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BBC micro:bit helps address global challenge to get kids coding

MediaInfoline December 14, 2017

Premier Farnell, The Development Distributor has signed an agreement with the Croatian Academic and Research Network (CARNet) for delivery of 45,000 BBC micro:bit in an official national rollout led by a privately financed nonprofit IRIM.  As part of the national rollout, all students in Grade 6 will receive a BBC micro:bit to help them develop their skills in the world of coding and programming. Iceland and Singapore are already fans of the BBC micro:bit with both their governments rolling out the device to one age group of schools through a national education programme. Premier Farnell operates as element14 in Asia Pacific.

IRIM, a privately-funded Croatian nonprofit organization, has already deployed more than 20,000 BBC micro:bit in over 1,000 elementary and secondary schools, universities and  libraries through  the largest crowdfunding campaign in Croatia to date. In this deployment IRIM successfully educated 2,000 teachers, most of whom had never before, or rarely, coded, evidencing the transforming potential of the BBC micro:bit and its ecosystem.

The pocket-sized programmable device helps children learn how to code and develop their electronic and technological skills.

Following the success of its launch in the UK and roll out to one million year seven children, as part of the BBC’s Make It Digital campaign, the BBC micro:bit is now available to buy across the globe.

Ralf Buehler, SVP Sales and Marketing for Premier Farnell, says: “Countries across the globe continue to face a skills shortage in coding, digital technology and engineering.  We are seeing an increase in interest in developing educational programmes that provide children with access to coding skills through hands on learning to help tackle these challenges for the future. The BBC micro:bit is a proven tool to help schools inspire children, through an introduction to coding, to consider Science, Technology, Engineering and Maths  (STEM) subjects and potential careers within these industries.”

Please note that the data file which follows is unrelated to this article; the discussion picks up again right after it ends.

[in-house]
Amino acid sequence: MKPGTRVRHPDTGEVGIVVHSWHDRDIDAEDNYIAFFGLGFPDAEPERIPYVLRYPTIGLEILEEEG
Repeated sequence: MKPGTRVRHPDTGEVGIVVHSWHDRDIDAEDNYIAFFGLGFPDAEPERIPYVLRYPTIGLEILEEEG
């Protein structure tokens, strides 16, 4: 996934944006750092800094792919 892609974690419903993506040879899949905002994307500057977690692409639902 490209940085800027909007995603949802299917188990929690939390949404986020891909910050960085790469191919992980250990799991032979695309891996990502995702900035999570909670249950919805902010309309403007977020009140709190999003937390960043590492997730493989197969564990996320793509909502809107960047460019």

Nenad Bakić, the President of IRIM stated: “We have developed an extensive family of STEM projects in Croatian schools and neighboring countries.  We were looking for a technology which could totally democratize teaching of coding, and we are very happy to discover the BBC micro:bit, as a very unique piece of technology in that regard. Since coding has not been a regular part of Croatian curriculum, this deployment in fact means official introducing of coding to Croatian schools.”

Since the UK launch, research undertaken by the BBC found that 39% of girls said that they would now definitely choose ICT/computing subjects compared to 23% who were surveyed before. 86% said it made computer science more interesting and 88% said it showed that coding isn’t as hard as they thought.

The new contract between Premier Farnell and the CARNet will replicate the success of the UK launch of the BBC micro:bit and will help support the development of the next generation of engineers, via coding from a young age.


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